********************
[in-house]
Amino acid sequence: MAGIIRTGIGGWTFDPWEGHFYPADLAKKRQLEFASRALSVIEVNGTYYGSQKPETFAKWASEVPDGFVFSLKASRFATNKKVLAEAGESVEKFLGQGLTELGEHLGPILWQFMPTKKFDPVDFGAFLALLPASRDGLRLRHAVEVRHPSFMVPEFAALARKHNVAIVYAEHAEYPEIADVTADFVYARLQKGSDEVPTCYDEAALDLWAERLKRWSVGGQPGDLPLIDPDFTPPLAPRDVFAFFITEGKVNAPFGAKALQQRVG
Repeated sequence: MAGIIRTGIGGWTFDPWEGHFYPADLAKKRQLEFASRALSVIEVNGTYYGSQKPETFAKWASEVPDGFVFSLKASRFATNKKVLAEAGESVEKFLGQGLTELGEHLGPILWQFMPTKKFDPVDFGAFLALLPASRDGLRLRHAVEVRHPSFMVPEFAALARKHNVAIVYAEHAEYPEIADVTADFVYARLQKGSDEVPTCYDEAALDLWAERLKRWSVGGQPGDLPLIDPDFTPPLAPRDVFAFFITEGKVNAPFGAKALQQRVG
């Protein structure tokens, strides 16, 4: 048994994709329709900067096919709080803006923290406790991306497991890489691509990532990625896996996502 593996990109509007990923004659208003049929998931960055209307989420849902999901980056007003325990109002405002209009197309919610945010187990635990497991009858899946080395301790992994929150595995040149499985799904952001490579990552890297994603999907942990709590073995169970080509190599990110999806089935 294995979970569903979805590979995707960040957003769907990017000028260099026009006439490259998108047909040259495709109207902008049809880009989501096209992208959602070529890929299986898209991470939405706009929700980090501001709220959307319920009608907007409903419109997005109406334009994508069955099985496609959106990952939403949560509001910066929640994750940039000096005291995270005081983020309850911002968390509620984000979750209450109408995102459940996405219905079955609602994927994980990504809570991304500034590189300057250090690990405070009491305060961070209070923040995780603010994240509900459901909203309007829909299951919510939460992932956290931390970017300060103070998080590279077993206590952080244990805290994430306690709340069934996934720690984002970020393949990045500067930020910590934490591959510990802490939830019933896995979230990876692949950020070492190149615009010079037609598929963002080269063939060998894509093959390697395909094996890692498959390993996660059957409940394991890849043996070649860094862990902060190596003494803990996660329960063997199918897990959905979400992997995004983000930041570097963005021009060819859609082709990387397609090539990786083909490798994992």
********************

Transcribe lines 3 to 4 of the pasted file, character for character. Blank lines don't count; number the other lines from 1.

Repeated sequence: MAGIIRTGIGGWTFDPWEGHFYPADLAKKRQLEFASRALSVIEVNGTYYGSQKPETFAKWASEVPDGFVFSLKASRFATNKKVLAEAGESVEKFLGQGLTELGEHLGPILWQFMPTKKFDPVDFGAFLALLPASRDGLRLRHAVEVRHPSFMVPEFAALARKHNVAIVYAEHAEYPEIADVTADFVYARLQKGSDEVPTCYDEAALDLWAERLKRWSVGGQPGDLPLIDPDFTPPLAPRDVFAFFITEGKVNAPFGAKALQQRVG
């Protein structure tokens, strides 16, 4: 048994994709329709900067096919709080803006923290406790991306497991890489691509990532990625896996996502 593996990109509007990923004659208003049929998931960055209307989420849902999901980056007003325990109002405002209009197309919610945010187990635990497991009858899946080395301790992994929150595995040149499985799904952001490579990552890297994603999907942990709590073995169970080509190599990110999806089935 294995979970569903979805590979995707960040957003769907990017000028260099026009006439490259998108047909040259495709109207902008049809880009989501096209992208959602070529890929299986898209991470939405706009929700980090501001709220959307319920009608907007409903419109997005109406334009994508069955099985496609959106990952939403949560509001910066929640994750940039000096005291995270005081983020309850911002968390509620984000979750209450109408995102459940996405219905079955609602994927994980990504809570991304500034590189300057250090690990405070009491305060961070209070923040995780603010994240509900459901909203309007829909299951919510939460992932956290931390970017300060103070998080590279077993206590952080244990805290994430306690709340069934996934720690984002970020393949990045500067930020910590934490591959510990802490939830019933896995979230990876692949950020070492190149615009010079037609598929963002080269063939060998894509093959390697395909094996890692498959390993996660059957409940394991890849043996070649860094862990902060190596003494803990996660329960063997199918897990959905979400992997995004983000930041570097963005021009060819859609082709990387397609090539990786083909490798994992």